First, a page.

Surname Modi: Who are they, where do they come from, what do they do?

Modis are part of the Modh Ghanchi or Teli Ghanchi community, traditionally traders engaged in oil pressing or oil vending

Gujarat traders, Modis
In Gujarati, the word ‘Modi’ literally means an individual who owns and runs the neighbourhood grocery store — it has the same meaning as the name ‘Gandhi’. Representational image: iStock

A Surat court on Thursday (March 23) sentenced Congress leader Rahul Gandhi to two years in jail in a 2019 criminal defamation case. The case was over his alleged remark in 2019, asking, “how come all the thieves have Modi as the common surname?” 

This brings to focus the ‘Modi’ surname, which is a fairly common one in Western India. Well-known personalities sharing the surname, starting from Prime Minister Narendra Modi, include his BJP party colleagues  Purnesh Modi and Susheel Modi, apart from diamantaire Nirav Modi and businessman and IPL founder Lalit Modi.

Where are the Modis from?

The Modi surname belongs to the Modh Ghanchi or Teli Ghanchi community who are traditionally  traders engaged in the oil pressing or oil vending business, primarily in Western states like Maharashtra, Rajasthan and Gujarat. The Modh Ghanchi community of Western India is equivalent to what is called the baniya caste in Central and North India.

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Interestingly, the community, which traditionally included both Hindus and Muslims in Gujarat, mostly made their livelihood through trades like running grocery stores, tea stores or oil selling. In Gujarati, the word ‘Modi’ literally means an individual who owns and runs the neighbourhood grocery store — it has the same meaning as the name ‘Gandhi’.

The Modh-Ghanchi community was considered to be a subcaste of the Vaishyas, an upper caste community that belongs to the General category.  Especially in Gujarat, the Ghanchi community was not seen as a backward caste until the state’s Social Welfare Department passed a notification on July 25, 1994, which included 36 castes as OBCs including Modh-Ghanchi. 

Other popular people from the same community are Mahatma Gandhi, the Ambanis and the Jindals. 

What happened in 2014

This is not the first time the surname ‘Modi’ is making news. In 2014, Narendra Modi’s backward class credential became a subject of controversy during the run up to the Lok Sabha polls. Modi, in his declaration, had claimed that he belongs to the OBC community. However, the Congress had then alleged that Modi is a “fake OBC”.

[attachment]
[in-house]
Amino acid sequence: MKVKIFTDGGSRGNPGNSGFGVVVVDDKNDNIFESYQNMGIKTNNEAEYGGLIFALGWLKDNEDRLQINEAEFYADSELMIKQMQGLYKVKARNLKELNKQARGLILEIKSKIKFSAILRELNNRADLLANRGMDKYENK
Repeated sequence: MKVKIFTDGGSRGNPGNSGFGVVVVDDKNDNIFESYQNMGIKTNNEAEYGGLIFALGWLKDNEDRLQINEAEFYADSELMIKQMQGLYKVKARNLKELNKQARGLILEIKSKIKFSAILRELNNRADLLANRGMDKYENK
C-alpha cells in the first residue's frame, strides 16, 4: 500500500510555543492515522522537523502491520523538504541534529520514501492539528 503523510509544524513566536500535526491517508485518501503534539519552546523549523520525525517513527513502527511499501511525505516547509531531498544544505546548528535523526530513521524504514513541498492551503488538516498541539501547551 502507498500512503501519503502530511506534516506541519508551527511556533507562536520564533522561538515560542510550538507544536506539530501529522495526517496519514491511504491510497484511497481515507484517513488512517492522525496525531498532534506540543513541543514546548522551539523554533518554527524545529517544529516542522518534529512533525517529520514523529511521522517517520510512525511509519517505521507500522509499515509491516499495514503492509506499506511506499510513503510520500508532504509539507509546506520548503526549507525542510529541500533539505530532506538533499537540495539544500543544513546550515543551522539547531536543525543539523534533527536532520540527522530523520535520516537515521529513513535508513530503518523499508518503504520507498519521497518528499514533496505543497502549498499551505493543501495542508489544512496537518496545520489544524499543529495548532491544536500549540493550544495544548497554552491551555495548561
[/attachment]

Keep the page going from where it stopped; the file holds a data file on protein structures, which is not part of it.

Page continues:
Senior Congress leader Shaktisinh Gohil had taken up the issue, saying: “Modi belongs to a Vaishya subcaste who are a microscopic minority in Gujarat and they are all prosperous traders.” 

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“Modh Ghanchis do not belong to the Teli caste like the Muslim Ghanchis of Gujarat who enjoy an OBC status. The Hindu Modh Ghanchis are Vaishyas who belong to a rich upper caste. For instance, Mahatma Gandhi was Modh Vanik,” Gohil had added, quoting from Bhagwadgomandal, considered the most prolific and authentic encyclopaedia in Gujarati language. 

Noticeably, this community was included in the list of Backward Castes in Gujarat, then divided into Saurashtra, Kutch and partly Bombay, by the first Central Backward Classes (Kaka Kalelkar) Commission in 1953-55. The list mentioned Ghanchi, Ganika, Teli, and Ghancha, as it was called in various parts of Western India.

However, in 1993, after the Supreme Court’s Mandal judgment upheld the Union government’s decision to provide 27 per cent reservation for BCs, a first-phase list included Ghanchi Muslims and not the Hindus or the Modh Ghanchis.

The nomenclature Modh, meanwhile, is still used as a prefix in Gujarat by those who are followers of Modheshwari Devi, a popular female deity in the state.